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07-17-2019, 04:31 PM   #1
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Canon Profits Way Down

QuoteOriginally posted by Nikkei Asian report:
Canon's operating profit is on track to sink 40% this year to slightly over 200 billion yen ($1.85 billion), Nikkei has learned, amid a slowing European economy and slumping chip market.
Canon's profit likely to slide 40% on European slowdown - Nikkei Asian Review

and yet

QuoteOriginally posted by Nikon Rumors admin:
latest global market share: Canon 40.5 %, Nikon 19.1 %, Sony 17.7 %
Digital camera market down 22% for 2018, the latest global market share: Canon 40.5 %, Nikon 19.1 %, Sony 17.7 % - Nikon Rumors

07-17-2019, 04:38 PM - 1 Like   #2
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Old established imaging companies in Japan really need to change and or adapt their business model fast or risk become the next Kodak.
07-17-2019, 04:58 PM - 2 Likes   #3
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QuoteOriginally posted by tokyoscape Quote
Old established imaging companies in Japan really need to change and or adapt their business model fast or risk become the next Kodak.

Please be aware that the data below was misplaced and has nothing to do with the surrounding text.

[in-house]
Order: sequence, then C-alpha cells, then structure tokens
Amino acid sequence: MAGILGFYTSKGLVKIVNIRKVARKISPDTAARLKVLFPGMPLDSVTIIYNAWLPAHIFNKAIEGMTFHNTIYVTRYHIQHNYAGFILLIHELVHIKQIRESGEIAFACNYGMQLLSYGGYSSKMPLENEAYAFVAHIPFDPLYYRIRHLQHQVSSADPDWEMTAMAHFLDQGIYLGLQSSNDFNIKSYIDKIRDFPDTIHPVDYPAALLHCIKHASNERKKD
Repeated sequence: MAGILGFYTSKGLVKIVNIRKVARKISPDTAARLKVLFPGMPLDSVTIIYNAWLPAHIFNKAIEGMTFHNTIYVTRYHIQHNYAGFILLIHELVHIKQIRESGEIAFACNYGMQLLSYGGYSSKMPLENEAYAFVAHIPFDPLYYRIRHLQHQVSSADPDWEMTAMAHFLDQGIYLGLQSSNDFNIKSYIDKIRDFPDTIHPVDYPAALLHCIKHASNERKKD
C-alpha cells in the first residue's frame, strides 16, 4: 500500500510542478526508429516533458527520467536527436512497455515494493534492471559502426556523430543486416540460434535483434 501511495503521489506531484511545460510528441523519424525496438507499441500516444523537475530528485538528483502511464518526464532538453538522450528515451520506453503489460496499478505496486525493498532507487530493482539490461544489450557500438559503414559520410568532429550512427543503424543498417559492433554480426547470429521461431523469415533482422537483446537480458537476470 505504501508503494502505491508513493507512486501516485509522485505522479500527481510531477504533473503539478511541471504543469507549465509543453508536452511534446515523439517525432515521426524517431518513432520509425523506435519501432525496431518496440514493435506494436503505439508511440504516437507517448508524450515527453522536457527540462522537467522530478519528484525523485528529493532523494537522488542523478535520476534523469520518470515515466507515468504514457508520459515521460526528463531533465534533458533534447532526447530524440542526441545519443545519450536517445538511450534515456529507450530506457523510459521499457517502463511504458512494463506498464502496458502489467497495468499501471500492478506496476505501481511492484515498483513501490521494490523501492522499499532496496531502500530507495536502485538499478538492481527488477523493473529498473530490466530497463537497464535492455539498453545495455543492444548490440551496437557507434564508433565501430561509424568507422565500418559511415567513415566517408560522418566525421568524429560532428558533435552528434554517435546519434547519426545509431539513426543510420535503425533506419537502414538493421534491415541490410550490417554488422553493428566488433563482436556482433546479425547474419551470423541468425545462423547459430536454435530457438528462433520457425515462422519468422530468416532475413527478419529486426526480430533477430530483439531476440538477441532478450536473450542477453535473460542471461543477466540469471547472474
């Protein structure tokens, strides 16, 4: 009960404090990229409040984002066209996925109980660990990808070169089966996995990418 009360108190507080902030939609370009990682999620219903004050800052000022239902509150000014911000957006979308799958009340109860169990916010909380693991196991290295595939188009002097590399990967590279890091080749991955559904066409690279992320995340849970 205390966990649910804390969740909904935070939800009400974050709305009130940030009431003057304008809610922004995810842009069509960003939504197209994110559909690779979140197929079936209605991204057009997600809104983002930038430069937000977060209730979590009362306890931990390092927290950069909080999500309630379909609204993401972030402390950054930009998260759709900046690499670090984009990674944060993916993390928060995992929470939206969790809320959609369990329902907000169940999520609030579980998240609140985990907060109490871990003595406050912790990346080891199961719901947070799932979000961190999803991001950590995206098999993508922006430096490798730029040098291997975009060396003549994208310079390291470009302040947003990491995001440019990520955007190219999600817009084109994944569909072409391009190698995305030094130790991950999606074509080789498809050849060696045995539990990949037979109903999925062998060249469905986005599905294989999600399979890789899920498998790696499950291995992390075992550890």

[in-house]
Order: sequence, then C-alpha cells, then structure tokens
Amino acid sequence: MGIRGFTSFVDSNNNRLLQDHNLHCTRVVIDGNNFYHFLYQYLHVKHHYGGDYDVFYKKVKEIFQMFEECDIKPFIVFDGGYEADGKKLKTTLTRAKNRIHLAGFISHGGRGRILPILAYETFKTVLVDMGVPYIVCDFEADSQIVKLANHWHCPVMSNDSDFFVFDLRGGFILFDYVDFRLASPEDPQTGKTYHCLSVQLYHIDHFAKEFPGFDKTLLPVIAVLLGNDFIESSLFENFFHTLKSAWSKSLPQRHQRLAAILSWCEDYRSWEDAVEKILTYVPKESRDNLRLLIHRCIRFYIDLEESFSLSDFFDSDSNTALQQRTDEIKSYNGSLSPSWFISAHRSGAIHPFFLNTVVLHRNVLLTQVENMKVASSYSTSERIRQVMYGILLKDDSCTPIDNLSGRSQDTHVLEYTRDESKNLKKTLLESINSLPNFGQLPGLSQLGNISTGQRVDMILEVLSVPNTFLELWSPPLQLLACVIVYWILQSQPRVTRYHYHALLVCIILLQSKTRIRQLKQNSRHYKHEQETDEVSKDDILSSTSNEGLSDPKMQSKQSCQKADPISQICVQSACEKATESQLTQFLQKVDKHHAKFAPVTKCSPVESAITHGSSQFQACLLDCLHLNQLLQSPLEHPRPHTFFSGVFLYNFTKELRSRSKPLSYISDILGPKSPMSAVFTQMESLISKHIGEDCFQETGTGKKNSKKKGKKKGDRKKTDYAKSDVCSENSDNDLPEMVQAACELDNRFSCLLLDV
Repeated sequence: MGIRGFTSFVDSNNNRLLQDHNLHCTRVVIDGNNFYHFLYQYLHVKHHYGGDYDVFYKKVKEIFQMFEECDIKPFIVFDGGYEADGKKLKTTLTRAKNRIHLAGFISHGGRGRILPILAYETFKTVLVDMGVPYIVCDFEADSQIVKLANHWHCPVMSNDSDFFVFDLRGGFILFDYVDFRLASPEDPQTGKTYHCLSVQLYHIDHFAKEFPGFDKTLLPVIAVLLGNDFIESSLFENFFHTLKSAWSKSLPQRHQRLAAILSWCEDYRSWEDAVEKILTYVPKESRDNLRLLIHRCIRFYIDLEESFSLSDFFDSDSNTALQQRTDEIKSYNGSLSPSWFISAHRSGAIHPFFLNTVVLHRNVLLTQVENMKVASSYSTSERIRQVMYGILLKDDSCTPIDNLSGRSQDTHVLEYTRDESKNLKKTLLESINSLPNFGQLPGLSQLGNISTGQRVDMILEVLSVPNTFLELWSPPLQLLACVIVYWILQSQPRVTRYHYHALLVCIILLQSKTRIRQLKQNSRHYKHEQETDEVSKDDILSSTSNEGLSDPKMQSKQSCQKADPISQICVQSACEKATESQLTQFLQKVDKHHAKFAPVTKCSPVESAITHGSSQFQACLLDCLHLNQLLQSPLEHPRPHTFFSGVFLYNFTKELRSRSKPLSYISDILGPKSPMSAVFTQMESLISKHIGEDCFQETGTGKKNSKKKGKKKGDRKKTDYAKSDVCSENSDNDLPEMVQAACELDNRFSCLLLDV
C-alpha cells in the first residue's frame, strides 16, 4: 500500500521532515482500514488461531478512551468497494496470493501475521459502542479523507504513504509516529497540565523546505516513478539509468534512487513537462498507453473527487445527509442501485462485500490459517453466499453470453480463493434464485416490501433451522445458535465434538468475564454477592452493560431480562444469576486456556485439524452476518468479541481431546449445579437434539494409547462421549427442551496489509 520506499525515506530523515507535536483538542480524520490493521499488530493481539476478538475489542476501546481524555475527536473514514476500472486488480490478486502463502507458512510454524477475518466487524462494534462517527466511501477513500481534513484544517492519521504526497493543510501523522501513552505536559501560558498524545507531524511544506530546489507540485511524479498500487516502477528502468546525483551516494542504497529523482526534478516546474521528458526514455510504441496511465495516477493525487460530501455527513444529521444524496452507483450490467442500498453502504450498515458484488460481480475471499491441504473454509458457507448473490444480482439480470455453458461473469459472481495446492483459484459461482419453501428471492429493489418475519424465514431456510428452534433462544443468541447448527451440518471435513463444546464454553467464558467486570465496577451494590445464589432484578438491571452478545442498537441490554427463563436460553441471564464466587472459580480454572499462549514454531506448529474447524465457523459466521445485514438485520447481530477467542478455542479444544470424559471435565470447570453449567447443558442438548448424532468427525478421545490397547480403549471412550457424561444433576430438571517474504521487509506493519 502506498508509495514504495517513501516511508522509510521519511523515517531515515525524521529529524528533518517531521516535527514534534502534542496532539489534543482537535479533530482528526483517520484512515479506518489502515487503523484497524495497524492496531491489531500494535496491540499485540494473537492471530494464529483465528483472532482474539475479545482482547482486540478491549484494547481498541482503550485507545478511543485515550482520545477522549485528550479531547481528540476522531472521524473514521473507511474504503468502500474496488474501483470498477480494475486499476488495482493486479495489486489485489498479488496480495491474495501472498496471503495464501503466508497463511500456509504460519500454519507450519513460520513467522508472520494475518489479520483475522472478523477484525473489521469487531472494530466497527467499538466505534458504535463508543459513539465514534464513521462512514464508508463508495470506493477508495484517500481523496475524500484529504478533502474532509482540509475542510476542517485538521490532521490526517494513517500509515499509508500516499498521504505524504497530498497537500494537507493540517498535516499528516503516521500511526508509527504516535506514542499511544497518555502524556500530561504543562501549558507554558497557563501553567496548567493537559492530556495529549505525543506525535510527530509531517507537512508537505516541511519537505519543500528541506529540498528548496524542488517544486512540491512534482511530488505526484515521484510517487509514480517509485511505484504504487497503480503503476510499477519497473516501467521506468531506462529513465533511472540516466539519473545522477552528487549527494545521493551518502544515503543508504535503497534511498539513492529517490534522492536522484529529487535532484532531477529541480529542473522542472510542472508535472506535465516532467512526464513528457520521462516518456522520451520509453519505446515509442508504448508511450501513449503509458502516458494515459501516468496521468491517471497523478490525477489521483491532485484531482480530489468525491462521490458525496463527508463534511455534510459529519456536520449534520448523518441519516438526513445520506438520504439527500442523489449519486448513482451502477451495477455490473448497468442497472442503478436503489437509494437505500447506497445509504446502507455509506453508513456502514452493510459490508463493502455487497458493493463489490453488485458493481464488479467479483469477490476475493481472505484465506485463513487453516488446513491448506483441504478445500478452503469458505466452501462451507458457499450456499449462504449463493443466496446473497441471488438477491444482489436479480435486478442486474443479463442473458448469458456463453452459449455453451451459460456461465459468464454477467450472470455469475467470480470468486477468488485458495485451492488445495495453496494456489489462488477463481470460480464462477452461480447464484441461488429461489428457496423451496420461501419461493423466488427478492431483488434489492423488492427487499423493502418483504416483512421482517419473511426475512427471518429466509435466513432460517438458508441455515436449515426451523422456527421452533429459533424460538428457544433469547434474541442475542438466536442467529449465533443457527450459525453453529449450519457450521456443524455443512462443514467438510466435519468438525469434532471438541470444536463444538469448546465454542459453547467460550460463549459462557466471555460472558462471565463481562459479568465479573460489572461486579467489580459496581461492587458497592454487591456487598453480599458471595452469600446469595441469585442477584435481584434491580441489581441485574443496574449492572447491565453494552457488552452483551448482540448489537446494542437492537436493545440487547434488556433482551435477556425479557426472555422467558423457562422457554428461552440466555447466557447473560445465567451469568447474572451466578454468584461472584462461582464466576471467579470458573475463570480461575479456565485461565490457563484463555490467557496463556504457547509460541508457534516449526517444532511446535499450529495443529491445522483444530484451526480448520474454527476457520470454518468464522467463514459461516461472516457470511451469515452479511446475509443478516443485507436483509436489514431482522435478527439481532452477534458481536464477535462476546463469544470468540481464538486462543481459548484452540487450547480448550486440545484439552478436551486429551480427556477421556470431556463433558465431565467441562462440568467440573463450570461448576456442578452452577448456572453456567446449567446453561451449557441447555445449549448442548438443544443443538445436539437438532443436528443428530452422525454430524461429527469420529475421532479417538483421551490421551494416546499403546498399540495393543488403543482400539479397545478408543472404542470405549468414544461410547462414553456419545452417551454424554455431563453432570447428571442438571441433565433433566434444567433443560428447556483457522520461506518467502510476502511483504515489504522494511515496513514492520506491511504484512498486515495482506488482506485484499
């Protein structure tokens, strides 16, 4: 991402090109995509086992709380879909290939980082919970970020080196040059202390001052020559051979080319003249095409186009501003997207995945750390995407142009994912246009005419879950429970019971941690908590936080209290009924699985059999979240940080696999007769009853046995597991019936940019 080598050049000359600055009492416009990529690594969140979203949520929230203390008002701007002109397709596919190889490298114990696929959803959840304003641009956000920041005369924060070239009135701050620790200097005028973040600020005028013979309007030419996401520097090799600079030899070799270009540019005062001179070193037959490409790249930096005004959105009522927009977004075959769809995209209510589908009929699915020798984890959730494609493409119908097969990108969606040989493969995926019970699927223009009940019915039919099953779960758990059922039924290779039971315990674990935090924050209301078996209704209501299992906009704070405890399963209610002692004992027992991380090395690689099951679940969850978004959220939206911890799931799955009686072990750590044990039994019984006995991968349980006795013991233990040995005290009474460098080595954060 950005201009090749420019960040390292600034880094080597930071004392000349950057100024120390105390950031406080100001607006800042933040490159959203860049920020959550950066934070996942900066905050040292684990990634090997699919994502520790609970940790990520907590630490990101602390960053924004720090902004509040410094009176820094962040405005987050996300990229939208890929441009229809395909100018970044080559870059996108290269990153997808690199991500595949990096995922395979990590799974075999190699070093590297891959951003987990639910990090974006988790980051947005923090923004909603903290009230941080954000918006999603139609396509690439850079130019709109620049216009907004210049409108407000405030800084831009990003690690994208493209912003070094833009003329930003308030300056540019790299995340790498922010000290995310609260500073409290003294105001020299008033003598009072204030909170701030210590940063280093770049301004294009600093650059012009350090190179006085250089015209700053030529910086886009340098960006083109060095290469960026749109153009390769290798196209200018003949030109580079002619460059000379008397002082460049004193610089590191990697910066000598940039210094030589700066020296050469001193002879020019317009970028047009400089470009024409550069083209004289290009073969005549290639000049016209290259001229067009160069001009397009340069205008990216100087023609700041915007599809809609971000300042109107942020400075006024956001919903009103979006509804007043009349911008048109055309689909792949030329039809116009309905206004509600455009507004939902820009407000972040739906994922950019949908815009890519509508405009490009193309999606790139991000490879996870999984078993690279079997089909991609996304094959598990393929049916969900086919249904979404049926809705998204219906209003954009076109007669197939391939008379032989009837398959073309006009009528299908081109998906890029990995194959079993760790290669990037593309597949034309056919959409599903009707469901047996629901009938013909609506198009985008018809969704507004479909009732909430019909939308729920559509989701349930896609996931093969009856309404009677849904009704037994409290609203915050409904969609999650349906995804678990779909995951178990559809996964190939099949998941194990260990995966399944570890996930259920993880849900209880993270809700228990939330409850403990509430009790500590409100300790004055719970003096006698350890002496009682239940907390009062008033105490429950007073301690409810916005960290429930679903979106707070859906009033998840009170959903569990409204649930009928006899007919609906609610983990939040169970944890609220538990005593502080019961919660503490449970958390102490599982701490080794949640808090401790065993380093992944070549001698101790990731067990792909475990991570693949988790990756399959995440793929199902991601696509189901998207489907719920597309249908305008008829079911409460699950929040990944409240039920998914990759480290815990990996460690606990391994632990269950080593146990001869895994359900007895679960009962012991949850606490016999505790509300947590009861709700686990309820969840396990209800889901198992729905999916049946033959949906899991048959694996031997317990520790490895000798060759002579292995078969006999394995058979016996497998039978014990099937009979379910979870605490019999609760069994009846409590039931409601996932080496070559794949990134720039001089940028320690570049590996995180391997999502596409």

But they don't. Advanced standalone cameras have ALWAYS been a niche product with only a fraction of the consumer population owning one, The size of that niche grew for a while and is now shrinking.

But there's no way that simple cameras (whether brownies, polaroids, P&Ss, instax, or even smartphones) can ever replace DSLR/MILCs. Even if someone made a 100 MPix smartphone camera, it would still lack the body of an advanced camera which is a huge part of the product for "serious" photography.

Their business model is fine but they do need to modulate investment for an era of lower sales and product maturation.
07-17-2019, 05:24 PM   #4
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The sub-$1000 camera segment are always the first to suffer, especially now in the "Age of The Iphones (and the like)", any new phone release that flaunts a *huge new improvement (if any) over previous versions/"exciting" new feature or gimmick* are going to draw people away from the dslr world because of a convenience (to a degree), like "why would I spend $1K on a new phone on top of another $1K for a Dslr when my new phone is good enough for XYZ"